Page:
When you write a book, you do so hopeful that readers will enjoy it.
You normally want to take them on a journey and one way or another offer them a perspective hopefully a full learning experience. I think that what any author of any written materials eventually appreciates the most is the feedback one gets from the readers. Perhaps, because this feedback makes all the hard work of producing a book all that much more worth it, but more so because it becomes the growth journey of the authors themselves completing the cycle of any book into its wholesome journey of learning. This to me is what I have learnt and appreciate the most about taking up the journey of writing a book.
I am feeling so blessed truly and receiving so much love, from many of you guys. I simply cannot say to all of you enough thank yous to express my gratitude! I can simply say I am experiencing a deep sense of appreciation and feel grateful for everyone of you. Truly we meet, and we even part, we might see one another occasionally, and we might do only once, while other times we are a regular part of one another’s life… Regardless, I am really grateful for all of you guys. Thank you!
My friend, food blogger at www.mycustardpie.com, Sally Prosser sent me the following as her review of Plated Heirlooms:
(in her own words):
“I’ve lived in the Middle East for over 20 years and over that time I’ve tried to gain a greater understanding of the region. This has been through a variety of books primarily non-fiction, some fiction (The rock of Tanios by Amin Malouf is highly recommended).
My other source has been through books about food and cookery to make sense of this multilayered feast that stretches from the olive groves of the Levant to the fish based diets of the Gulf.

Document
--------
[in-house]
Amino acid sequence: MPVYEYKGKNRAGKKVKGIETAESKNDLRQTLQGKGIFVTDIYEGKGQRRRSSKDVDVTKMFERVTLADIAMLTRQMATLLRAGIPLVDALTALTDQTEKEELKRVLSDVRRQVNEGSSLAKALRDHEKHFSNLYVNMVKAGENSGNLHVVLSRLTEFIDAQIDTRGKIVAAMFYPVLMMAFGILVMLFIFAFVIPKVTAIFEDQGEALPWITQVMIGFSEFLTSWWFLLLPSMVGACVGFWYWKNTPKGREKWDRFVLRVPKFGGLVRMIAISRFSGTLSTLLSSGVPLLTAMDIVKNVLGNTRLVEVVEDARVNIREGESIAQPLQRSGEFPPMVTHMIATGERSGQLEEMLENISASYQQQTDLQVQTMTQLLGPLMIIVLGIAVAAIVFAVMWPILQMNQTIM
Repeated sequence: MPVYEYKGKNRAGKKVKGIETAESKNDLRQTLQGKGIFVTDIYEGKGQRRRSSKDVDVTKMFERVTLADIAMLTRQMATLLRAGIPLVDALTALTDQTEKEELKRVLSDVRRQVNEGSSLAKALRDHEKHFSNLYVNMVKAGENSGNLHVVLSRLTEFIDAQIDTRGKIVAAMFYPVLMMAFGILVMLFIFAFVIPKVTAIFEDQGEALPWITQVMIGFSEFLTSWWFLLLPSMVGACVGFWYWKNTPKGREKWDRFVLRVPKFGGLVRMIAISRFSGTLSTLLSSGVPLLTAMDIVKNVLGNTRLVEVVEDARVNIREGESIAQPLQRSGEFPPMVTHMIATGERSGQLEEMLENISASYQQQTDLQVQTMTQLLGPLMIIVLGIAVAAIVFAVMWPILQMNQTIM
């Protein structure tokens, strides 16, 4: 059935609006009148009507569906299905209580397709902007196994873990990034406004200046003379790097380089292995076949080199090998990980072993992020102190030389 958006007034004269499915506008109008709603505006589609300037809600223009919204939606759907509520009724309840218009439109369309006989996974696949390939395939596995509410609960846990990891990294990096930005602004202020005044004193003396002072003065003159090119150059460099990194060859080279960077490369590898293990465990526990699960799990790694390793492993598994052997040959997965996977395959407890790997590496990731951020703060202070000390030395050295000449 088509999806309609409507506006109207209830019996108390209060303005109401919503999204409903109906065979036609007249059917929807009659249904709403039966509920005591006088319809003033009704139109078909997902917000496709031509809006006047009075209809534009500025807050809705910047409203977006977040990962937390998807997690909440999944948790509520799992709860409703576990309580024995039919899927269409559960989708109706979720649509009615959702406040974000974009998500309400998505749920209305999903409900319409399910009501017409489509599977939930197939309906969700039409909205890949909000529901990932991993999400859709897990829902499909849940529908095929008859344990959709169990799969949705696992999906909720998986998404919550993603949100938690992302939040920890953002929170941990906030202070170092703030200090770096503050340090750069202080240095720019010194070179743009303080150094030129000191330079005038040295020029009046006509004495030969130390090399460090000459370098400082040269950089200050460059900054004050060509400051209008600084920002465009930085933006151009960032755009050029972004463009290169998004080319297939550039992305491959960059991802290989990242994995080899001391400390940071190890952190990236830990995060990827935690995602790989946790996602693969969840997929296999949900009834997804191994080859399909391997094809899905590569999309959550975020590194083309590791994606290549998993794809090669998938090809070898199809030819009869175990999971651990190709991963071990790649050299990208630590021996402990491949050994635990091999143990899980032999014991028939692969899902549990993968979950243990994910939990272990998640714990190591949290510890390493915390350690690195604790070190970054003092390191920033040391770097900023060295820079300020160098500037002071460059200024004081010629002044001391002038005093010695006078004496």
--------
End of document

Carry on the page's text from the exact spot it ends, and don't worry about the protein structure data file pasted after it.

Some dishes have a similar expression across many countries, some totally unique and understanding the reasons behind this (climate, economics, tradition, ritual) is key to a deeper knowledge of the region and why it’s pretty vague to say Middle Eastern food (as general and unhelpful as the term European food).
Dima’s book (to me) has not yet reached my kitchen. It’s been beside my bed telling tales of food, cooking and life, giving a very different and human perspective from a displaced nation, and a foil to the images conjured up in most people’s minds, from the West particularly, when they hear the word Palestine.
Claudia Roden’s book came with me to Saudi Arabia in 1995 and I’ve recommended it to everyone who comes to the Middle East. Plated Heirlooms is now its partner in recommended reading. Even though I haven’t tested the recipes I have tasted Dima’s food so have confidence that these will deliver… in spades.”
Thank you Sally for such understanding and for sharing this with me. Really appreciated.
There is a repertoire of over 280 recipes in my book Plated Heirlooms. The book contains recipes from all sections of the Palestinian cuisine, starting with Mooneh (pantry recipes) to dessert and everything in between. Plated Heirlooms is a documentation of recipes and cuisine rationale as well as the compiled story of the cuisine.
All Plated Heirlooms recipes come with background information and thorough descriptions that in the end tie up with the rest of the book’s narrative to explain to you the formation and makings of Palestinian cuisine.
Plated Heirlooms is available here and we ship worldwide.
Get your copy and let me hear your feedback!